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Publications in this section highlight the many ways in which affordable housing can help advance other important community objectives, such as good health, educational achievement, individual asset building, and economic development. The Center’s work in this area seeks both to clarify and document the benefits of affordable housing and to suggest ways to structure affordable housing to better achieve these broader goals.
This case study of Cathedral Square Corporation in Vermont examines how the coordination of healthcare, housing and social service can meet the needs of aging residents in affordable multifamily housing units.
This case study of The Bridge Project in Denver, Colorado examines the onsite, education support programs provided to public housing residents through a partnership with the Denver Housing Authority.
This case study examines the Family Self-Sufficiency program offered in Montgomery County, Maryland, in partnership with the Housing Opportunities Commission.
Toxic stress resulting from persistent poverty, trauma and social bias can hijack brain functions and lead to impulsive, ‘fight-or-flight’ behavior patterns that may impede individuals’ economic progress. How can public housing authorities (PHAs) use this information to design economic self-sufficiency programs that accommodate the needs of affected residents and reduce reliance on public assistance? A new report applies lessons from behavioral and cognitive science to give PHAs new insight into programs that can support residents’ economic progress.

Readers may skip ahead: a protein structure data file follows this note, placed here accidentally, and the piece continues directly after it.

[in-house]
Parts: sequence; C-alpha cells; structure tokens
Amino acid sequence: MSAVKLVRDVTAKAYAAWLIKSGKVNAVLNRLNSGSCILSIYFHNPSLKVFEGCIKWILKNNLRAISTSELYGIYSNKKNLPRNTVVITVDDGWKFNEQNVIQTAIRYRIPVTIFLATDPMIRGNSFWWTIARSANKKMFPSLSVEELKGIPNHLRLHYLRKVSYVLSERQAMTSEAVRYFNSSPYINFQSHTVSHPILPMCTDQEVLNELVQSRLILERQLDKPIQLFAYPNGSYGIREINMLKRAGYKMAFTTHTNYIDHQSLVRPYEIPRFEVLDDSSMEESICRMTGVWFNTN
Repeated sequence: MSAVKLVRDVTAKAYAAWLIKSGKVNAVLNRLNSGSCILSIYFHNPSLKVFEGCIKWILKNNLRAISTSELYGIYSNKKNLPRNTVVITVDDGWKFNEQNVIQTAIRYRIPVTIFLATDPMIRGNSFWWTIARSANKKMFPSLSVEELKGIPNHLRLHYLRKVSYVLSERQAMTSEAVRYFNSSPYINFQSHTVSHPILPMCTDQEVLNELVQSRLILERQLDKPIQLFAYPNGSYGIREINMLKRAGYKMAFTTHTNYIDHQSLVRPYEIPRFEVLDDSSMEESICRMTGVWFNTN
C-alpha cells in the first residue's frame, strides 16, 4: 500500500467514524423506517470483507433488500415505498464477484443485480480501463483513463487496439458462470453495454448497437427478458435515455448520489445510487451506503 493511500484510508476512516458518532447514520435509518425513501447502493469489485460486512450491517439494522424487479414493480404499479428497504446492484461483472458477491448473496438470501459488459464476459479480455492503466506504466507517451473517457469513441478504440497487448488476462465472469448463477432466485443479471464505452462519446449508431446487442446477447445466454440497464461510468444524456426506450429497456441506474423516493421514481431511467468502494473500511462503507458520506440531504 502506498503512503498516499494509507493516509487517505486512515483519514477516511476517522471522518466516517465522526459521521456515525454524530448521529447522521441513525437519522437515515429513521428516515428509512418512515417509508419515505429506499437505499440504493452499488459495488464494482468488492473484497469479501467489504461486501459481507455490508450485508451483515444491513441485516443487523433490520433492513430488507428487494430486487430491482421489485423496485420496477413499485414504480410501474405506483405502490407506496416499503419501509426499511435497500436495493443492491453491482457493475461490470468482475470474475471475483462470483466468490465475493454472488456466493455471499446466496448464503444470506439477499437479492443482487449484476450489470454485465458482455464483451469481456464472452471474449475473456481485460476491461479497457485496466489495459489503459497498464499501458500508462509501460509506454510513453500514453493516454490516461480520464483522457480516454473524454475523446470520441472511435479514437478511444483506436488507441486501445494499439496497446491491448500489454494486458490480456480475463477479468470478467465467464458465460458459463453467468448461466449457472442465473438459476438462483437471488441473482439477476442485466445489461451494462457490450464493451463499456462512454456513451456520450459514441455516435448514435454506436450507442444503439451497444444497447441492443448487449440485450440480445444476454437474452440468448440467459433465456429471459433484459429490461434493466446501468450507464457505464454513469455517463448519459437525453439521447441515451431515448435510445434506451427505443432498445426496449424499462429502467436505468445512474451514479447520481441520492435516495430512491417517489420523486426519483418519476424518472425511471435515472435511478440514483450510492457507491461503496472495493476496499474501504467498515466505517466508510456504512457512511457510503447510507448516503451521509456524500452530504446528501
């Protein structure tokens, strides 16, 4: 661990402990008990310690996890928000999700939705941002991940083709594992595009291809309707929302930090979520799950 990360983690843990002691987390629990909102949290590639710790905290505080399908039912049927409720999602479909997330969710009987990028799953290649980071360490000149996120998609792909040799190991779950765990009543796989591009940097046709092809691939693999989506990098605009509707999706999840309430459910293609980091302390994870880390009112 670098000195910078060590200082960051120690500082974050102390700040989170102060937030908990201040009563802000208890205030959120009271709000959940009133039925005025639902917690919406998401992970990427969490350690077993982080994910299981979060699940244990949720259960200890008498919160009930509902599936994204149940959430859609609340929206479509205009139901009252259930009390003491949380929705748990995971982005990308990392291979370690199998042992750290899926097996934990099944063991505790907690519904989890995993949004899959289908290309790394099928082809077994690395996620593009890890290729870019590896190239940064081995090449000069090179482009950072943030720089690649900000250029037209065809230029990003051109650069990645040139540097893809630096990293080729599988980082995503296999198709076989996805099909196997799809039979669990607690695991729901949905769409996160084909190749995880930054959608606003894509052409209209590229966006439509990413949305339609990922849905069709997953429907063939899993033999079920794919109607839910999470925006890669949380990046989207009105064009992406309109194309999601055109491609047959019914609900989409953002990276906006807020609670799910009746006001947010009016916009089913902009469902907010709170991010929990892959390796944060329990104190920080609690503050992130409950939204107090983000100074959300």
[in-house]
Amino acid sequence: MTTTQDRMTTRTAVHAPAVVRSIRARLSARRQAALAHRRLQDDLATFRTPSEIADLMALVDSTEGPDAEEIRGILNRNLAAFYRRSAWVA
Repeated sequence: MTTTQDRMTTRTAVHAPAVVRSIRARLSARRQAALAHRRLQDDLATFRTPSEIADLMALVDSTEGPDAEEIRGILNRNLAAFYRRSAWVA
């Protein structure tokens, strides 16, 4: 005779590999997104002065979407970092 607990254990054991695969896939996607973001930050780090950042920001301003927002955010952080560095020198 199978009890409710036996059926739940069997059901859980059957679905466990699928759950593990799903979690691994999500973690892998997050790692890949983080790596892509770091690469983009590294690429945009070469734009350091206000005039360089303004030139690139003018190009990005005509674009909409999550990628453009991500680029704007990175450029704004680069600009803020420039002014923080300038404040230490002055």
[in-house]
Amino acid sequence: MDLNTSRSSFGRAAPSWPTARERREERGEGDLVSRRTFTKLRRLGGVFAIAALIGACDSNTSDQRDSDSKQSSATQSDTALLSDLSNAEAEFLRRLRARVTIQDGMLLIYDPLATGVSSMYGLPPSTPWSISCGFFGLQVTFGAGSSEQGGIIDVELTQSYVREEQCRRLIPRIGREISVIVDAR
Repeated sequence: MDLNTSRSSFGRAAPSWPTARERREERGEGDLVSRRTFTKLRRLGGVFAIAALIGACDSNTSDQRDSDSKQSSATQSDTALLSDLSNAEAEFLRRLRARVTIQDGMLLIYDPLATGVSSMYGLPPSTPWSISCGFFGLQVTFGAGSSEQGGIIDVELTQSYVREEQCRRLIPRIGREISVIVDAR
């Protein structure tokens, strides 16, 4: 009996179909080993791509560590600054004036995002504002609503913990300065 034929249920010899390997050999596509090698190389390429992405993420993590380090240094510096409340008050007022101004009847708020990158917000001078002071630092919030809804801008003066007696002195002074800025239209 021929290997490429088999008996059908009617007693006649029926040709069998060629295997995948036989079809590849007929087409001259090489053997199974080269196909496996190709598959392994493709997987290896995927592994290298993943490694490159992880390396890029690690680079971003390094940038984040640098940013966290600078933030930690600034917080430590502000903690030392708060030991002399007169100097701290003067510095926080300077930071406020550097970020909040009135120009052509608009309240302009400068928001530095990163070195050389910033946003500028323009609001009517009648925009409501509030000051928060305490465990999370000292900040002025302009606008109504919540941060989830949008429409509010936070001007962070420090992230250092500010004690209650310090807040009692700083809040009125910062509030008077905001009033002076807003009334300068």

This report, published in conjunction with the Lincoln Institute of Land Policy and the National Community Land Trust Network, explores how Community Land Trusts (CLTs) are helping to ensure that affordably priced, transit-accessible homes will continue to be available for lower-income households as regions like Atlanta, Denver, and the Twin Cities expand and create new transit systems.